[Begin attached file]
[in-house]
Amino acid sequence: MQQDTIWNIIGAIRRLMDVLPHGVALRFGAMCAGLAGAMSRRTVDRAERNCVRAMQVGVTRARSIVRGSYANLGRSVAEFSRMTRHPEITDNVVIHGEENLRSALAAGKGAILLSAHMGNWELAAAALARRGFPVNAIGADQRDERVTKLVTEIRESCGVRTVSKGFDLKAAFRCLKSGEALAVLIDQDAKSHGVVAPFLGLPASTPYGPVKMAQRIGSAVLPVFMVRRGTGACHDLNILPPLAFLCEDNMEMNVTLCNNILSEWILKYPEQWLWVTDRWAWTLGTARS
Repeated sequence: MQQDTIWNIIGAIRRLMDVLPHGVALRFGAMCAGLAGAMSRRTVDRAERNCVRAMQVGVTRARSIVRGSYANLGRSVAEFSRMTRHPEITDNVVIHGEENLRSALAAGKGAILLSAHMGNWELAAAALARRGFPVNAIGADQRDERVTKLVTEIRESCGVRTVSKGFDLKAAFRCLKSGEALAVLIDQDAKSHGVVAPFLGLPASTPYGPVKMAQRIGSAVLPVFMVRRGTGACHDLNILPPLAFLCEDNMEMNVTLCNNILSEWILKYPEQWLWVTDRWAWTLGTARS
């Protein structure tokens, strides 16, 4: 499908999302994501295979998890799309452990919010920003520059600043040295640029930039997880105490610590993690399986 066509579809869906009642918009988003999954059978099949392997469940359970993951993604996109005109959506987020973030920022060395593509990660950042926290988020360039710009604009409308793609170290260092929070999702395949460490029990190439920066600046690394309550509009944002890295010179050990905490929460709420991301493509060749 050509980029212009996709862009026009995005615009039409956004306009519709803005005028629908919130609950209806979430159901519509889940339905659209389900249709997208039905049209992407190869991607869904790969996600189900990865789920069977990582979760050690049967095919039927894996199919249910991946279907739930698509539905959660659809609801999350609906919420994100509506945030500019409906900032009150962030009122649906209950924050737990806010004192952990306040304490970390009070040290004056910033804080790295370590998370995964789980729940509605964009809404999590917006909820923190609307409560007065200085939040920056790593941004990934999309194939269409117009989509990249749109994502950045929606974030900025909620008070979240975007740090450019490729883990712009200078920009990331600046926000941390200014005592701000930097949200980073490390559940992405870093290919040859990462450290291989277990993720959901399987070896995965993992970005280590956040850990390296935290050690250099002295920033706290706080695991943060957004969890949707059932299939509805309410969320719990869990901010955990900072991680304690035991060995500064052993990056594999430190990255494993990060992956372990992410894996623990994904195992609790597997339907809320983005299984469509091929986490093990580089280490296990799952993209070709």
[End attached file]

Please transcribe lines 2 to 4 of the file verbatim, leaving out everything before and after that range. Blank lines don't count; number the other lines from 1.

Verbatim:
Amino acid sequence: MQQDTIWNIIGAIRRLMDVLPHGVALRFGAMCAGLAGAMSRRTVDRAERNCVRAMQVGVTRARSIVRGSYANLGRSVAEFSRMTRHPEITDNVVIHGEENLRSALAAGKGAILLSAHMGNWELAAAALARRGFPVNAIGADQRDERVTKLVTEIRESCGVRTVSKGFDLKAAFRCLKSGEALAVLIDQDAKSHGVVAPFLGLPASTPYGPVKMAQRIGSAVLPVFMVRRGTGACHDLNILPPLAFLCEDNMEMNVTLCNNILSEWILKYPEQWLWVTDRWAWTLGTARS
Repeated sequence: MQQDTIWNIIGAIRRLMDVLPHGVALRFGAMCAGLAGAMSRRTVDRAERNCVRAMQVGVTRARSIVRGSYANLGRSVAEFSRMTRHPEITDNVVIHGEENLRSALAAGKGAILLSAHMGNWELAAAALARRGFPVNAIGADQRDERVTKLVTEIRESCGVRTVSKGFDLKAAFRCLKSGEALAVLIDQDAKSHGVVAPFLGLPASTPYGPVKMAQRIGSAVLPVFMVRRGTGACHDLNILPPLAFLCEDNMEMNVTLCNNILSEWILKYPEQWLWVTDRWAWTLGTARS
């Protein structure tokens, strides 16, 4: 499908999302994501295979998890799309452990919010920003520059600043040295640029930039997880105490610590993690399986 066509579809869906009642918009988003999954059978099949392997469940359970993951993604996109005109959506987020973030920022060395593509990660950042926290988020360039710009604009409308793609170290260092929070999702395949460490029990190439920066600046690394309550509009944002890295010179050990905490929460709420991301493509060749 050509980029212009996709862009026009995005615009039409956004306009519709803005005028629908919130609950209806979430159901519509889940339905659209389900249709997208039905049209992407190869991607869904790969996600189900990865789920069977990582979760050690049967095919039927894996199919249910991946279907739930698509539905959660659809609801999350609906919420994100509506945030500019409906900032009150962030009122649906209950924050737990806010004192952990306040304490970390009070040290004056910033804080790295370590998370995964789980729940509605964009809404999590917006909820923190609307409560007065200085939040920056790593941004990934999309194939269409117009989509990249749109994502950045929606974030900025909620008070979240975007740090450019490729883990712009200078920009990331600046926000941390200014005592701000930097949200980073490390559940992405870093290919040859990462450290291989277990993720959901399987070896995965993992970005280590956040850990390296935290050690250099002295920033706290706080695991943060957004969890949707059932299939509805309410969320719990869990901010955990900072991680304690035991060995500064052993990056594999430190990255494993990060992956372990992410894996623990994904195992609790597997339907809320983005299984469509091929986490093990580089280490296990799952993209070709």